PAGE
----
Parenteral nutrition (PN) is the intravenous infusion of nutrients directly into the systemic circulation, bypassing the gastrointestinal (GI) tract.1 Administration of PN is usually reserved for situations in which no other means of providing nutrients is possible, which is especially important for critically ill patients. Supplemental PN provided to the critically ill receiving less than 60 percent of their energy target via the enteral route from day four after ICU admission typically result in a 30 percent relative risk reduction for nosocomial infections, less antibiotic days and earlier weaning from mechanical ventilation.2
To read more about parenteral nutrition, please click here.
What is clinical nutrition and why is it important?
Clinical nutrition is the proper management of a patient’s energy balance, providing sufficient amounts of proteins, fluids, vitamins and minerals, which is fundamental for health and resistance to disease. In the majority of patients, an adequate dietary intake can be ensured by providing normal, good quality hospital food. In case nutritional requirements cannot be met with regular oral hospital diet, clinical nutrition support involving oral supplementation, enteral tube feeding and/or parenteral nutrition becomes indispensable.1
To read more about clinical nutrition, please click here.
Why is fighting disease-related malnutrition so important?
Studies indicate that disease-related malnutrition is highly prevalent in hospital patients around the world. According to the British Association for Parenteral and Enteral Nutrition (BAPEN), one in four patients is at risk of malnutrition.1‘2‘3 The prevalence of disease-related malnutrition is even higher in Latin America with up to 50 percent of hospital patients.4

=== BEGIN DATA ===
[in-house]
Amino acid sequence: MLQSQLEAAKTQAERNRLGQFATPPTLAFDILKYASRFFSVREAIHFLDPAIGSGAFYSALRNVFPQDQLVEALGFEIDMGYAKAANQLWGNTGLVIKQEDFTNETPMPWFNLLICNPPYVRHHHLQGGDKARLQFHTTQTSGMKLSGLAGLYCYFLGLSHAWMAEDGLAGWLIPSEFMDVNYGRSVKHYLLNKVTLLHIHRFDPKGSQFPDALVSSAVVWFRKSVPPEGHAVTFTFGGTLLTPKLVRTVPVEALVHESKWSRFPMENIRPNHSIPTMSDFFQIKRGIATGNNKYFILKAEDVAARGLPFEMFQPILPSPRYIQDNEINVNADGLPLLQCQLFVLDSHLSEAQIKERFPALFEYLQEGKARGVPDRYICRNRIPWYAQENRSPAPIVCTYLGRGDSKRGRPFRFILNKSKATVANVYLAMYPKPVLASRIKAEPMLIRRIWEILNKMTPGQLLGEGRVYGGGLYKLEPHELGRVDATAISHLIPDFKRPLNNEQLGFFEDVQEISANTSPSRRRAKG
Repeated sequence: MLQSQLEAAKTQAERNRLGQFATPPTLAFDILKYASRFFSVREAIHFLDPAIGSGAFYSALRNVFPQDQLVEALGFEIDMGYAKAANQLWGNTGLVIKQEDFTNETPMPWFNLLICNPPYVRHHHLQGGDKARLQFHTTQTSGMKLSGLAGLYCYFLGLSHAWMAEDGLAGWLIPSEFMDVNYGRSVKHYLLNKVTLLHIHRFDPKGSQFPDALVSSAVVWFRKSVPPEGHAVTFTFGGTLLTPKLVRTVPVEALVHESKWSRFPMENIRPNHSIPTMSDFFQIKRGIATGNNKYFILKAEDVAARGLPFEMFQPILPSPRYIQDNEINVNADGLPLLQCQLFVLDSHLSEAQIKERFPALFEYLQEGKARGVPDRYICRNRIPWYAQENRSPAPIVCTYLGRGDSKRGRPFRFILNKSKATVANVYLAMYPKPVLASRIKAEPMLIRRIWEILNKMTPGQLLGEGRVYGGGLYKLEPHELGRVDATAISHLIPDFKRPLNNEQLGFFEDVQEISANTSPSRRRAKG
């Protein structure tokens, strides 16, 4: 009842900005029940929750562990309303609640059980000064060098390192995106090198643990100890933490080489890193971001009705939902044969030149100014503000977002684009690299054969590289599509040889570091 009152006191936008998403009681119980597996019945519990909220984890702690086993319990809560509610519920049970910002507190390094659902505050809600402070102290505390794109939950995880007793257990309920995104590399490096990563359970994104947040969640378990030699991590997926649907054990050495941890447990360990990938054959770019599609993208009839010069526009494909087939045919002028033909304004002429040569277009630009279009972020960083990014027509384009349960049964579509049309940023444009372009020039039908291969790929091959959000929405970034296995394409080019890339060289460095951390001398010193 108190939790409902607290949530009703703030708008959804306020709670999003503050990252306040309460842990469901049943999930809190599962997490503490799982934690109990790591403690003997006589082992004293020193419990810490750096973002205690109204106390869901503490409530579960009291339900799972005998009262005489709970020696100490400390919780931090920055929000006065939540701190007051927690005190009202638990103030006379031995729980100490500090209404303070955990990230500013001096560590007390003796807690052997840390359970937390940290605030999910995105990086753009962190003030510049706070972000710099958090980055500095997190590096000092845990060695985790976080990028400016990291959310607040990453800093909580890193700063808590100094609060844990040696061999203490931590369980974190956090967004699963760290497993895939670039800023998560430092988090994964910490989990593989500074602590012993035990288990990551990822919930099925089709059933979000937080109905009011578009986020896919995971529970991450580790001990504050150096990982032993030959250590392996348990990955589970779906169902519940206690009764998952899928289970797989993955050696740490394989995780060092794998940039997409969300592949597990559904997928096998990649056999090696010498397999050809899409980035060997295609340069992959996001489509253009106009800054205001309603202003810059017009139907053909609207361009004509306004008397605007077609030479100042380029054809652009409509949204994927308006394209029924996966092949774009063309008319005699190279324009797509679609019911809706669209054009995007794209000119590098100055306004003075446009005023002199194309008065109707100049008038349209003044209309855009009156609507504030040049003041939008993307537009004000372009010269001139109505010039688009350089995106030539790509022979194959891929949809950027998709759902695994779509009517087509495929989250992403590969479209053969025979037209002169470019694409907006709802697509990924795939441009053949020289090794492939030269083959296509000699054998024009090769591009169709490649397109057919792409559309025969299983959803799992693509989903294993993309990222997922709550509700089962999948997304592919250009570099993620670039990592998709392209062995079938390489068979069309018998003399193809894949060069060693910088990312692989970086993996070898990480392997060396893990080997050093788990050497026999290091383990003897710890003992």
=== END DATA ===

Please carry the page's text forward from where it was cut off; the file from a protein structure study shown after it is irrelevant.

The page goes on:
Fighting disease-related malnutrition is important to reduce the significantly negative impacts on patient outcomes and care costs. Disease-related malnutrition affects people of all ages, but those over 65 are at a 40 percent greater risk.2 Malnutrition has been associated with increased morbidity and mortality.5 Malnourished patients are also prone to complications such as infections6 and longer hospital stays.7
What is disease-related malnutrition?
Disease-related malnutrition is defined as under-nutrition resulting from disease, inflammation, impaired absorption and/or poor dietary intake. An International Guideline Committee, held at the American Society for Parenteral and Enteral Nutrition (A.S.P.E.N.) and the European Society for Clinical Nutrition and Metabolism (ESPEN) Congresses, categorized malnutrition for adults in the clinical setting as follows: chronic disease-related malnutrition and acute disease or injury-related malnutrition.1
To read more about disease-related malnutrition, please click here.
What is the objective of “United for clinical nutrition”?
“United for clinical nutrition” was created to raise awareness of disease-related malnutrition. This initiative is focused on the problem of disease-related malnutrition and the serious impact it has on patients’ physical health, increased complications, and extended recovery from illness and surgery. We want to work hand-in-hand supporting health care professionals in the early detection of disease-related malnutrition by screening these patients and providing adequate nutritional therapy. We share the mutual goal of reducing patient hospital stays and hospital readmissions through optimizing clinical nutrition therapy.
To read more about “United for clinical nutrition”, please click here.